No pressure brings big pressure for Pryce in Ulster

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Welshman Osian Pryce lost a second possible British Rally Championship win to a fuel-related problem aboard his Ford Fiesta R5 at this week’s John Mulholland Motors Ulster Rally.
Osian and co-driver Dale Furniss had been in the thick of the action through the Northern Irish lanes. They ended the opening leg less than a second behind rally leader Keith Cronin after a string of fastest times through the treacherously slippery stages.
Their efforts would, however, count for nothing when they were forced to retire the Alphera/Hills Ford from second place on the 11th of 14 stages.
Despite a second successive early bath, Osian found plenty of positives in his trip across the Irish Sea.
“I’ve been struggling to find the confidence in the car on the last few rallies,” he said, “so to come here and be competitive like this is good news for me. I think we all know that, when it comes to anywhere in Ireland, Keith [Cronin] is probably king. He’s got so much experience of these conditions and this style of road; so to be with him and beating him on some stages is really good for me – especially with this one being my second event in the car on Tarmac.”
Pryce was particularly pleased with his storming drive through the final three Friday stages, when he slashed Cronin’s advantage from 19 seconds to nine-tenths of a second. On stage four – Holly Hill – he was an astonishing 12 seconds faster (a second per mile) than everybody else. And that included dropping time with a 360-degree spin.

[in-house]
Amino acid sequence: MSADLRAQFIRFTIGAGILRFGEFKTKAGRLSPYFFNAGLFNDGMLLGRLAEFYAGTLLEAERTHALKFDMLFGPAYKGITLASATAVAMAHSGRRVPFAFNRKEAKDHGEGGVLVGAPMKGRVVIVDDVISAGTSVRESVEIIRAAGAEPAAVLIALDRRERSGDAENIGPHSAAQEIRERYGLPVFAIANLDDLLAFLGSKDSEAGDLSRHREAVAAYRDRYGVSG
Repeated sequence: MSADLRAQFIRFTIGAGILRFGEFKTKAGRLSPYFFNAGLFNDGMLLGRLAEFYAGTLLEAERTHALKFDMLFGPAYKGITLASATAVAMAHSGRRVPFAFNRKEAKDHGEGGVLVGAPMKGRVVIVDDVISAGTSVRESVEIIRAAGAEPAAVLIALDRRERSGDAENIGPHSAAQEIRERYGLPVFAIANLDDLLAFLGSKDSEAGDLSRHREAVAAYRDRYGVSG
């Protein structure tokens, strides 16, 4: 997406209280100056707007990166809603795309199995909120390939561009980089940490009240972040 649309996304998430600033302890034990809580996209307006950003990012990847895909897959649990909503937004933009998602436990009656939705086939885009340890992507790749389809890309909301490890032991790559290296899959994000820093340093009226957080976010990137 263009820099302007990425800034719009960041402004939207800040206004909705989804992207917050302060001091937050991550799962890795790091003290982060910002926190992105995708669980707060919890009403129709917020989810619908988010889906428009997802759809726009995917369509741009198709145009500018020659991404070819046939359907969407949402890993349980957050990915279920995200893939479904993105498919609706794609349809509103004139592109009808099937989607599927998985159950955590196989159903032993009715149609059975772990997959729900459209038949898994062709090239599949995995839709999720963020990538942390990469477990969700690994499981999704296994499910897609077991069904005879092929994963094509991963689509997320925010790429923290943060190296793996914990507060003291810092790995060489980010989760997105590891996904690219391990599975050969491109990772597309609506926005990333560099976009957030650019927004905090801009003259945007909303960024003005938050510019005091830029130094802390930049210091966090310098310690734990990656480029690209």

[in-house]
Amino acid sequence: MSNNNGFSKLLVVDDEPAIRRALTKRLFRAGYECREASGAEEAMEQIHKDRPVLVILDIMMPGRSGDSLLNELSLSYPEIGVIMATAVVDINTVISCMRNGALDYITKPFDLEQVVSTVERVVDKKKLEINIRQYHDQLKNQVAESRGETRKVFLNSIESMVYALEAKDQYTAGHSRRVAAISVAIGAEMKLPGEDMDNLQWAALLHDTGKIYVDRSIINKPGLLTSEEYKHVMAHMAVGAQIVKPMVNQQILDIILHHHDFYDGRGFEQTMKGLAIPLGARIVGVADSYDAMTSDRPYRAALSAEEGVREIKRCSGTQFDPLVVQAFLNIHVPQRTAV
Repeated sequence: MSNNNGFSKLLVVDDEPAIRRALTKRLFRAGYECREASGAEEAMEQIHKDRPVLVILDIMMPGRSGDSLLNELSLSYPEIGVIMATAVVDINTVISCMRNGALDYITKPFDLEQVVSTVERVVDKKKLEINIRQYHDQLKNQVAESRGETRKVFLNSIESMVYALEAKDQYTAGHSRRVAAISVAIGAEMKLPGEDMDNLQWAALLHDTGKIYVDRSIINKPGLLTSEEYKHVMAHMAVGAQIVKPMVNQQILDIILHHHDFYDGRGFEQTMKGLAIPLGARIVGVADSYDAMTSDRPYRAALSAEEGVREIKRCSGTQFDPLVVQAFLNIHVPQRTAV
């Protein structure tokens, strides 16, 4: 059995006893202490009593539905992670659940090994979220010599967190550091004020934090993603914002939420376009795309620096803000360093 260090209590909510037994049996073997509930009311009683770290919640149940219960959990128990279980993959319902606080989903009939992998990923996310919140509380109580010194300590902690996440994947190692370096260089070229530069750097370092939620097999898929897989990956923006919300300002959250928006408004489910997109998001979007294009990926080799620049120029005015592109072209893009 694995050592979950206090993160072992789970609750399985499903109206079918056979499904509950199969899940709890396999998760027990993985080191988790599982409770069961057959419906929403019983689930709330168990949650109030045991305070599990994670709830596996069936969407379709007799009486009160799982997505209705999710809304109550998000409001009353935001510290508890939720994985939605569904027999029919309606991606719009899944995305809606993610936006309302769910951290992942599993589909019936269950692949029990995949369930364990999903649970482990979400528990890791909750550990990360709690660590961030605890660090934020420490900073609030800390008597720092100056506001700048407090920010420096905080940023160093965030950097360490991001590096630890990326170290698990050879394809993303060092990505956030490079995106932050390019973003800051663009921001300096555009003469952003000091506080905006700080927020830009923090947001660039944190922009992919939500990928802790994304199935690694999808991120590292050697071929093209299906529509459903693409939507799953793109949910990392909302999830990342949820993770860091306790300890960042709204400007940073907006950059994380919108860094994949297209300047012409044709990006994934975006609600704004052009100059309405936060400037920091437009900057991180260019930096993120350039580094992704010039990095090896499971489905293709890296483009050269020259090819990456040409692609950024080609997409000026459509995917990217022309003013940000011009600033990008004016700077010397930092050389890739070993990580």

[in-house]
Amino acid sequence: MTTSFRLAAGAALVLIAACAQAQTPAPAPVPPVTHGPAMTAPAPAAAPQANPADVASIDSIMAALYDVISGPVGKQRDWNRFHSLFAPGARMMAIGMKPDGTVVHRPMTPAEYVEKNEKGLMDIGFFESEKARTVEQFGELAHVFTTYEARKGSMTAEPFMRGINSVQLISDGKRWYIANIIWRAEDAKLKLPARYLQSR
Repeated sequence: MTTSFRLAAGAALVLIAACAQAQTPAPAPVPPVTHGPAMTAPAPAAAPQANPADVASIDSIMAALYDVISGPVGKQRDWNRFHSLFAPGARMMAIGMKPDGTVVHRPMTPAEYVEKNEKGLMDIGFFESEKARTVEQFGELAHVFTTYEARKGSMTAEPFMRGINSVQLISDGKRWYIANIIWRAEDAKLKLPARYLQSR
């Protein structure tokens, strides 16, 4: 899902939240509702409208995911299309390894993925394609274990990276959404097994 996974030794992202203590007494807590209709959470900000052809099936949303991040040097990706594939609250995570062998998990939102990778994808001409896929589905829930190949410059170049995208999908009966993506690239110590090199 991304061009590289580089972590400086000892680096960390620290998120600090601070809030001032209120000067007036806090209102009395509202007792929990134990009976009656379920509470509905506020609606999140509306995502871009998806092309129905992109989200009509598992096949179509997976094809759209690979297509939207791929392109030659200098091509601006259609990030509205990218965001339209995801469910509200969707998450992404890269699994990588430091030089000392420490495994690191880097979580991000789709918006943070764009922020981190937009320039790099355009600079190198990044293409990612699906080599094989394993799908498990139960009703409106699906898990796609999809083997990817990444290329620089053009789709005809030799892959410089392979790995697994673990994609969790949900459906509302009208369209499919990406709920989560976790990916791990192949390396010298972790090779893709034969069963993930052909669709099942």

“Friday afternoon was fantastic,” Osian said. “We came here to win and, ultimately, that hasn’t been possible. But what we have done is show the pace we have and show that we’ve been able to take good time out of Fredrik [Ahlin, series leader] and leave him behind a bit here. That really shows progression for me. I’m happy with that.”
The smiles weren’t quite so wide on Saturday.
“I got caught out under braking at the first stage on Saturday,” said Osian. “I had to grab the handbrake and spin the car. That meant we slid backwards into a wall – the wall definitely came off second best…
“We dropped around 20 seconds with that problem – the exhaust was squashed and the concentration had gone a little bit for the rest of the stage. We were still quickest again on one of the stages in the next loop, but it was on the repeat of that stage where we went off backwards that our rally ended.
“The car cut-out, just like it did on the Nicky Grist. I was so sure it was the same problem, I jumped out of the car, gave the fuel pump a whack and that got it going again. We were able to go flat-out for a quarter of a mile or something like that when it happened again. I did the same again and we could get the car started, but when we put it under load and tried to pull away it wouldn’t run at all.
“Obviously, there’s a lot of frustration to have the problem again and it goes without saying it hasn’t helped our championship situation. I said before the event we had to win to keep the title chances alive. Now we’re firmly in the hands of the other drivers and our chance is slim, to put it mildly. The final round (138.com Rally Isle of Man) is a double-header, which means we still have a mathematical chance of taking the title and that’s all the motivation I need.
“We’ll be back on the Isle of Man. I can’t give up on this year.”

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